HR essentials: Simple ways for SMEs to avoid falling foul of Australia’s workplace laws


Australian workplace law and employee exploitation is a topic that has received a lot of media attention in recent months. From million-dollar corporates to local franchises, it is an all-too common area for slip-ups, regardless of the size of the business.

We’ve seen this become a recurring issue that has plagued high-profile names like 7-Eleven and Caltex of late, but has also snared smaller businesses like frozen yogurt store Yogurberry as well as a Hobart-based Muffin Break store, all of which could have easily been avoided with simple HR policies and procedures.

Making mistakes when it comes to workplace entitlements can lead to expensive consequences and legal ramifications, so it’s important that business owners have reliable systems in place to ensure they are operating correctly and are safeguarded.

Some of the most common pitfalls that small business owners can fall into include:

  1. Misunderstanding industry award rates

Award rates change are revised frequently and it can be easy, especially for small business owners to miss, overlook or misunderstand important updates and incorrectly pay staff without realising.

Subscribe to Fair Work Australia’s employer newsletter to receive important updates to workplace law and be sure to check the website for information on awards relevant to your businesses. Awards have different requirements specific to a number of factors including age, tenure at company, seniority and more. Alternatively for a simpler option, tech-based HR systems can automatically keep you updated and ensure your employees are receiving entitlements in line with the more current industry requirements.

  1. Miscalculating salary and payroll requirements

Once you understand awards, ensure that your payroll is compliant with these requirements.

Failing to meet payroll requirements can lead to lots of time consuming admin work to calculate back-payments for staff. In serious scenarios, it can also lead to expensive fines.

Automated payroll systems are an easy way small business owners or accounts departments can ensure proper wages are calculated for regular hours, overtime, sick leave, holiday pay. Apart from being a reliable way to make sure employees are receiving their entitlements, these systems can also help minimise admin, particularly around end of financial year.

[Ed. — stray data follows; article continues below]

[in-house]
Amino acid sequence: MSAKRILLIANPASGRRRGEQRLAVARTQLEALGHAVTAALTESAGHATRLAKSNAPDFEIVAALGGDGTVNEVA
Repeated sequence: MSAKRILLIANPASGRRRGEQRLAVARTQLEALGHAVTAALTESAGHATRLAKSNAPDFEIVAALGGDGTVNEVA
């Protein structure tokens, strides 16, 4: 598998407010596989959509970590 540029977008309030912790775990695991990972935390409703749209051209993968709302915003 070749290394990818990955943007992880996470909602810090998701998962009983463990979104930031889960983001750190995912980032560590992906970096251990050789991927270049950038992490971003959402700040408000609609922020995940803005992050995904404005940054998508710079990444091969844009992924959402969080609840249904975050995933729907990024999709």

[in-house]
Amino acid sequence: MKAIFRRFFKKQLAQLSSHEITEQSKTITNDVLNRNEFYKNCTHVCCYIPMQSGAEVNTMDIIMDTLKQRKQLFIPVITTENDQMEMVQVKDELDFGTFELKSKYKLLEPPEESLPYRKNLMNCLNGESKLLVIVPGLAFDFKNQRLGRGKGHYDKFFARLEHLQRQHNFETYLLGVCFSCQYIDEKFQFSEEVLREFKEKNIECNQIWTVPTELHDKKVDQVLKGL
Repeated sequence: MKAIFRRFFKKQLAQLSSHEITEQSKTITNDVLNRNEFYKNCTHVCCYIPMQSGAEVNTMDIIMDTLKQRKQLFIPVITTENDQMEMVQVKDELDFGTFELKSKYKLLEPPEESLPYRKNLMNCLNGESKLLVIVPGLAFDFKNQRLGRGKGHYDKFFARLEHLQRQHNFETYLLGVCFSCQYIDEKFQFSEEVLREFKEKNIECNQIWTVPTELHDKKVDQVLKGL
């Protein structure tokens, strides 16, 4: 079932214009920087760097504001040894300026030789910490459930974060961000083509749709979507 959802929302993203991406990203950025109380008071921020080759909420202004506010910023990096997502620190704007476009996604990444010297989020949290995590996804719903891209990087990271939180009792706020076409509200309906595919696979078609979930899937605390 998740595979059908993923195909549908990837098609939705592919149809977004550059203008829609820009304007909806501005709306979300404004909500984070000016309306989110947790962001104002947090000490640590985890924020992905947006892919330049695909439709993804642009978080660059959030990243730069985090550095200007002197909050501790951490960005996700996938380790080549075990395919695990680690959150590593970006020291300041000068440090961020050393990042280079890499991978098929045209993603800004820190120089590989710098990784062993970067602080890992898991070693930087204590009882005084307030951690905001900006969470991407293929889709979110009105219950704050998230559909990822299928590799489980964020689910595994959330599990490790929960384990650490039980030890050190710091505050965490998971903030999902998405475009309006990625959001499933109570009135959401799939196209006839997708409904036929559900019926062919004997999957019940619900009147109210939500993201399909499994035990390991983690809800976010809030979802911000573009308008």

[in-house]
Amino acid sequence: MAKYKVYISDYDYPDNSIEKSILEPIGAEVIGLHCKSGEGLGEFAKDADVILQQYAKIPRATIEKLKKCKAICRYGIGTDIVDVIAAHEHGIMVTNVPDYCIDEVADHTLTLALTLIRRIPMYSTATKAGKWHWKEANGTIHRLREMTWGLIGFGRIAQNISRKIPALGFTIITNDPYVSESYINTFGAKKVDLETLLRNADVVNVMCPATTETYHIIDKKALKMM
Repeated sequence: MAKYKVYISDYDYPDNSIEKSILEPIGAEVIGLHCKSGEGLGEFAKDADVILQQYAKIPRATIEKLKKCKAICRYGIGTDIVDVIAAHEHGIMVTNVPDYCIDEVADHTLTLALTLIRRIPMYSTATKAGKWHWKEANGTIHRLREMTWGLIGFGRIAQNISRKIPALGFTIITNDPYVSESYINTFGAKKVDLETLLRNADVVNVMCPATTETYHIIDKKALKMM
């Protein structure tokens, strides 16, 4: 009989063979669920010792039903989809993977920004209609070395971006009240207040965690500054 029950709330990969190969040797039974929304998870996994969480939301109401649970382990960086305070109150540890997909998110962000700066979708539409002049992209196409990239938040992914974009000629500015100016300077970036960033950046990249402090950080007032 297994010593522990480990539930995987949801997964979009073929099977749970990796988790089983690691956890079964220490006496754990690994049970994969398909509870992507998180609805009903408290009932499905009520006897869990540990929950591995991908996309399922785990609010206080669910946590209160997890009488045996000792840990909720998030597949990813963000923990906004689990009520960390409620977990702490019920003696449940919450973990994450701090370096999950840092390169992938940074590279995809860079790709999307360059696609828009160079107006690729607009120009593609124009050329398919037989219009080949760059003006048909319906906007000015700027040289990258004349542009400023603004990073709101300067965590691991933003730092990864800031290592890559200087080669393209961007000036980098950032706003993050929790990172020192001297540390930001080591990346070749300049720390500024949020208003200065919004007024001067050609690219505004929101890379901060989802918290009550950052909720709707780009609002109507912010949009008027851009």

1. Misunderstanding superannuation requirements

Superannuation can be a complicated area of employee law, particularly when aspects like salary sacrifice superannuation contributions are brought into the mix. It came to light in a recent report from Industry Super Australia and Cbus, shows up to 2.4 million Australians are being shortchanged for up to four months of entitlements valued at $1489, equivalent to a national total of $3.6 billion a year, due to poor superannuation procedures.

To avoid finding yourself in hot water, minimise the amount of unpaid obligations hanging around and pay superannuation regularly. SMBs can often accumulate superannuation contributions over a three to four month period. That amount appears on their balance sheet as a liability but the cash is in their bank account so some businesses will incorrectly use that amount as working capital. In the event that something goes wrong, then those payments aren’t being made and it can lead to a legal issue.

All superannuation conversations should be transparent. Your employees and payroll managers should understand all salary sacrificing legislation before any arrangements are made. To ensure you’re safeguarded, you should also familiarise yourself and staff with new tech to be introduced by the Government.

As of July 2018 single-touch payroll (STP) will become mandatory for businesses with more than 20 employees. This kind of tech is already available to SMBs and reports super contributions in real-time, making all parties more visibility over superannuation

  1. Incorrectly training staff

If you’re employing staff, training them correctly (or hiring people with a good understanding of workplace law) is one of the most important things you need to do, particularly if you don’t intend to play an active role in managing the business’ payroll or HR processes.  Managers need to understand and implement policies that comply with regulations so your business doesn’t fall foul of the law.

Invest in proper training for your staff and ensure they understand what they’ve been taught. Leading HR platforms have libraries of information that allow you to distribute fact sheets to staff and receive signed acknowledgement of policies so the same information and understanding is constant across your business.

By implementing simple systems and introducing smart technology, SMBs can save time and money, ensure that they are operating legally and their employees are receiving the entitlements they deserve – plus business owners can avoid the huge headaches that can stem from poor HR practices.


About the author

BenThompsonBen Thompson is a HR lawyer and founder of Australia’s leading HR, payroll and employee benefits platform Employment Hero.  The company recently closed an over-subscribed Series A funding round.